Some people enjoy the challenge of a picky houseplant. I don’t. I tried it once, not knowing what I was getting into, and I’ll never make that mistake again. The poor ficus just suffered and died at my hands.
An Early Gardening Mistake
Before I knew a lot of plants, I bought myself a fiddle-leaf fig. I felt so grown up in my new apartment and wanted a grown up houseplant to go with my new adult lifestyle. What I didn’t know was that this gorgeous ficus is awfully finicky.
I didn’t give up on it, though. I felt I owed it to the plant to at least try. Initially, I assumed all it took to grow any houseplant was a sunny window and regular water. Within just a few weeks of bringing it home, the leaves started to turn yellow and brown and dropped like flies. I did some research and managed to keep it going for nearly a year before we both gave up.
How Not to Take Care of a Fiddle-Leaf Fig
This is a beautiful houseplant. It has big, paddle-like leaves and can grow quite large outdoors. It is native to tropical Africa and is only winter hardy to about zone 10 in North America. Clearly, this is not a plant that would thrive indoors in Michigan, especially during dry winters.
This was my first mistake, choosing a plant not suited to my location. Next, I failed to realize it wouldn’t like bright light. Once I knew this, I moved the fig around my apartment to see where it would be happiest. This was another mistake. They don’t take well to change.
I finally settled the ficus into a spot next to my balcony. This provided bright light, but it wasn’t direct. The next mistake I made was overwatering. I actually knew it was a tropical plant, so I thought this meant it would want water daily.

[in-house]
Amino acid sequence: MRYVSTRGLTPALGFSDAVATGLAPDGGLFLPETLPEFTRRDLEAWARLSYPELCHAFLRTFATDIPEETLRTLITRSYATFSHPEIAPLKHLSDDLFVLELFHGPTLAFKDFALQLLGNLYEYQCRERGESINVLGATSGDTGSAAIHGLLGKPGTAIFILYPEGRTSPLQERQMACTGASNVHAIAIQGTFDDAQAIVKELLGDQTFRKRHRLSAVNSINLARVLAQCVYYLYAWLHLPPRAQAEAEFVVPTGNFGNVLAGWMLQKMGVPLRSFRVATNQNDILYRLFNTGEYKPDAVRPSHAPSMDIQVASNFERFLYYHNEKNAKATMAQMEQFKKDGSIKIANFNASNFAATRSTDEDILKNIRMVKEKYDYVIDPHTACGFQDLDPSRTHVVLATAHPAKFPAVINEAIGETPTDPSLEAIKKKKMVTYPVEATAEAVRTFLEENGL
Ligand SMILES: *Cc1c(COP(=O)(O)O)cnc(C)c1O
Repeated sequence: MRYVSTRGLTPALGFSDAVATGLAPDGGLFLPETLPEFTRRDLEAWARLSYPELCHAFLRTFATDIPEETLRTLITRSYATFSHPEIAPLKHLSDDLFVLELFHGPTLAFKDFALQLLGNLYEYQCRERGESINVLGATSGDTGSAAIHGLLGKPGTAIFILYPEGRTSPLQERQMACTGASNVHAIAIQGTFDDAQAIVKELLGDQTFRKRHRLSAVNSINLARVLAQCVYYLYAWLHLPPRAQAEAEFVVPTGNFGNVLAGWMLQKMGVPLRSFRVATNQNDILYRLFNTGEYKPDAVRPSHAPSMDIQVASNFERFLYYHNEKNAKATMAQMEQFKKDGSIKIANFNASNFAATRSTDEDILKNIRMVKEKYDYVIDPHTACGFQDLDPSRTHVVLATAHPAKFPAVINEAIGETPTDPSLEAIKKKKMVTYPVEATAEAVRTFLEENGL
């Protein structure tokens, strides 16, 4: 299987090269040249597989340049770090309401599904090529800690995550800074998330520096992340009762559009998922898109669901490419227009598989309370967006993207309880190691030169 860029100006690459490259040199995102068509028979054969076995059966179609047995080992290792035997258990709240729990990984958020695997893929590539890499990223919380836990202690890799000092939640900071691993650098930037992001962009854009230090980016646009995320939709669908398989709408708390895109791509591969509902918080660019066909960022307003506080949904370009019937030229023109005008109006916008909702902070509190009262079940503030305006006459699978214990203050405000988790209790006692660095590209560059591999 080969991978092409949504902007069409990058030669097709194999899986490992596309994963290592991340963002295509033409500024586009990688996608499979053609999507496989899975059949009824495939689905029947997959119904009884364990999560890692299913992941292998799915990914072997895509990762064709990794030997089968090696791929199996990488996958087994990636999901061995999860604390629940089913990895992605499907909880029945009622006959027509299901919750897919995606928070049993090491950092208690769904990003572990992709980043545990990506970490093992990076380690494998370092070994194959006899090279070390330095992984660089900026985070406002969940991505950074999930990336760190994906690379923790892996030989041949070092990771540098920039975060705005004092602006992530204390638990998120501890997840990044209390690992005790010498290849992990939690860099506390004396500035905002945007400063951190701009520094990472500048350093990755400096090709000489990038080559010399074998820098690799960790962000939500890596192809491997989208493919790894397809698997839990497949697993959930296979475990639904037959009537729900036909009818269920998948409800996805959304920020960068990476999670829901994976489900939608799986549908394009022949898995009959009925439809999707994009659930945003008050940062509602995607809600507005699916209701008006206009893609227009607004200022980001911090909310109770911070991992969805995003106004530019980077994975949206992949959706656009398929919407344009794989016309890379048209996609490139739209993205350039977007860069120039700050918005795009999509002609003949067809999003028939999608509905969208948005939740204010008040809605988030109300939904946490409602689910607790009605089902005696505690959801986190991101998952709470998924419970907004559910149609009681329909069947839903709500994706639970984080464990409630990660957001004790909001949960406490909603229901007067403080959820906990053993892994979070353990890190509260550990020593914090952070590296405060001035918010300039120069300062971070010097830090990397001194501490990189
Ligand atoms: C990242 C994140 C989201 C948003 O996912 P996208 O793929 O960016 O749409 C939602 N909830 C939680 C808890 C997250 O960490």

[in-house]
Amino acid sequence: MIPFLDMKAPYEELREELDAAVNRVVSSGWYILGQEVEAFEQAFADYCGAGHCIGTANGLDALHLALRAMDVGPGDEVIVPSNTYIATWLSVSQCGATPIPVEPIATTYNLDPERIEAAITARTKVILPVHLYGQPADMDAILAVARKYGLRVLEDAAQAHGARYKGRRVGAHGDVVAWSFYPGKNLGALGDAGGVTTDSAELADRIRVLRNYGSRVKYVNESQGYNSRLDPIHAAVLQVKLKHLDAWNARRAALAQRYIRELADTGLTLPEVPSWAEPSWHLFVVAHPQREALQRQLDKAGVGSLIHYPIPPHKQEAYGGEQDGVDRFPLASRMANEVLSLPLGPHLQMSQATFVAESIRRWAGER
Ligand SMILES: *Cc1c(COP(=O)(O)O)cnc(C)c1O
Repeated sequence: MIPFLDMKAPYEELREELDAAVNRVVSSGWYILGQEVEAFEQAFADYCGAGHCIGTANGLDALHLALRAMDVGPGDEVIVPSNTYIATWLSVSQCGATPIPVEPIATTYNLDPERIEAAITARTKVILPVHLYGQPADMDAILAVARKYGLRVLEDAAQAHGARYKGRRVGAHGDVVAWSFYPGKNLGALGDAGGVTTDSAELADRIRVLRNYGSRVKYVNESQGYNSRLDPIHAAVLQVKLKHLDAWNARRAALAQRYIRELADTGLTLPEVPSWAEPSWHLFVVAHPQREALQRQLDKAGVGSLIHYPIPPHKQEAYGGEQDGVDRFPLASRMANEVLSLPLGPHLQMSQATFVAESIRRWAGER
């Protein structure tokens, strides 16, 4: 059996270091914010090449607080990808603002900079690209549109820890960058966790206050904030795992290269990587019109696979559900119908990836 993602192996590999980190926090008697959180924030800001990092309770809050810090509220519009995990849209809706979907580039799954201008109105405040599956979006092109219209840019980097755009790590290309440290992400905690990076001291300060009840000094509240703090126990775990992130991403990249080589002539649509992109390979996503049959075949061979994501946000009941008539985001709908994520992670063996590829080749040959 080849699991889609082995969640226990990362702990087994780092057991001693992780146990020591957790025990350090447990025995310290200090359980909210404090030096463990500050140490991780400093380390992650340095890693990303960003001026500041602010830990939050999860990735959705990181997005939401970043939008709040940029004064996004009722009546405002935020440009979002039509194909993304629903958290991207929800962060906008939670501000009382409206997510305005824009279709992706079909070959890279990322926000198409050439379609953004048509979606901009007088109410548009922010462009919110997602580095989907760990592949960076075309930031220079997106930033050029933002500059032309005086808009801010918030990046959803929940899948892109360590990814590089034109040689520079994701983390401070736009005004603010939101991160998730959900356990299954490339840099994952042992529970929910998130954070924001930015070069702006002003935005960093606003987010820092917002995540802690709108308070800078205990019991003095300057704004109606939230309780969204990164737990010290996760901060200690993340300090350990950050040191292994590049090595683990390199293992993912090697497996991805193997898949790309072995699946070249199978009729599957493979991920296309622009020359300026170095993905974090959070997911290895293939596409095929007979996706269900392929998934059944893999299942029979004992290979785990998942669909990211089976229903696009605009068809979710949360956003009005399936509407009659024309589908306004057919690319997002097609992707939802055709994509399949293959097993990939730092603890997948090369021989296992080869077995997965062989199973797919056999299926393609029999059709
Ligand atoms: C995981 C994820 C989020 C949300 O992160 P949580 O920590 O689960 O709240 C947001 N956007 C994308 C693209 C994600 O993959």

Fiddle-leaf fig does like moist soil but not every day. I found the best way to water it was to soak the soil once a week and let it drain really well. The browning of leaves on a fig is a characteristic sign that it’s getting too much water.
Although it doesn’t want to be overwatered, ficus also hates to be too dry. It’s hard to strike the right balance. Watering once a week with drainage and keeping a pot of water next to the plant helped. I also misted its leaves daily.
Finally, I learned that there is a right and a wrong time to fertilize this plant. And, I found you can get a fertilizer specifically for fiddle leaf fig. Don’t feed it in winter when it goes dormant, but a dose of this specialty fertilizer goes down well in spring and summer.
I won’t tackle this plant again. I prefer to grow easy houseplants and save my energy for the outdoor garden.